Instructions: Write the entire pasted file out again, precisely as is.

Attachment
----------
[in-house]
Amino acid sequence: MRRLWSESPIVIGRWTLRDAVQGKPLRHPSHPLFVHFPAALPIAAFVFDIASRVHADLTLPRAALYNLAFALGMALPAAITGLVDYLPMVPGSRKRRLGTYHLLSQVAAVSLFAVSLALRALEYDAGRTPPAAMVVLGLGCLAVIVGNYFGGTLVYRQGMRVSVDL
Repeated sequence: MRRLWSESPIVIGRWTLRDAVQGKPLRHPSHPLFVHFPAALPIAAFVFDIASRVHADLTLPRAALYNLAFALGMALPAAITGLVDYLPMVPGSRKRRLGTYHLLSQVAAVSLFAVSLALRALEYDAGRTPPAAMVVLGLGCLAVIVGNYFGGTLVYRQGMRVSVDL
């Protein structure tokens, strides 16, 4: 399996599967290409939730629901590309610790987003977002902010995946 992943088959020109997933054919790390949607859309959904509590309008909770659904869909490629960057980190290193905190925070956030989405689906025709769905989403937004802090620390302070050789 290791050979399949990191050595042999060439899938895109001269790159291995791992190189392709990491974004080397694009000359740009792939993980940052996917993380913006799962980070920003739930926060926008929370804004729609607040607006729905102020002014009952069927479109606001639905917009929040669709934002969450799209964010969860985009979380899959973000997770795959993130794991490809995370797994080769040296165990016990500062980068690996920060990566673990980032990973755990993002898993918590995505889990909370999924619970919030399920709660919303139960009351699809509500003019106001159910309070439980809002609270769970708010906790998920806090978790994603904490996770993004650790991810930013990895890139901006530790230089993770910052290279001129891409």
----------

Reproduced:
[in-house]
Amino acid sequence: MRRLWSESPIVIGRWTLRDAVQGKPLRHPSHPLFVHFPAALPIAAFVFDIASRVHADLTLPRAALYNLAFALGMALPAAITGLVDYLPMVPGSRKRRLGTYHLLSQVAAVSLFAVSLALRALEYDAGRTPPAAMVVLGLGCLAVIVGNYFGGTLVYRQGMRVSVDL
Repeated sequence: MRRLWSESPIVIGRWTLRDAVQGKPLRHPSHPLFVHFPAALPIAAFVFDIASRVHADLTLPRAALYNLAFALGMALPAAITGLVDYLPMVPGSRKRRLGTYHLLSQVAAVSLFAVSLALRALEYDAGRTPPAAMVVLGLGCLAVIVGNYFGGTLVYRQGMRVSVDL
């Protein structure tokens, strides 16, 4: 399996599967290409939730629901590309610790987003977002902010995946 992943088959020109997933054919790390949607859309959904509590309008909770659904869909490629960057980190290193905190925070956030989405689906025709769905989403937004802090620390302070050789 290791050979399949990191050595042999060439899938895109001269790159291995791992190189392709990491974004080397694009000359740009792939993980940052996917993380913006799962980070920003739930926060926008929370804004729609607040607006729905102020002014009952069927479109606001639905917009929040669709934002969450799209964010969860985009979380899959973000997770795959993130794991490809995370797994080769040296165990016990500062980068690996920060990566673990980032990973755990993002898993918590995505889990909370999924619970919030399920709660919303139960009351699809509500003019106001159910309070439980809002609270769970708010906790998920806090978790994603904490996770993004650790991810930013990895890139901006530790230089993770910052290279001129891409």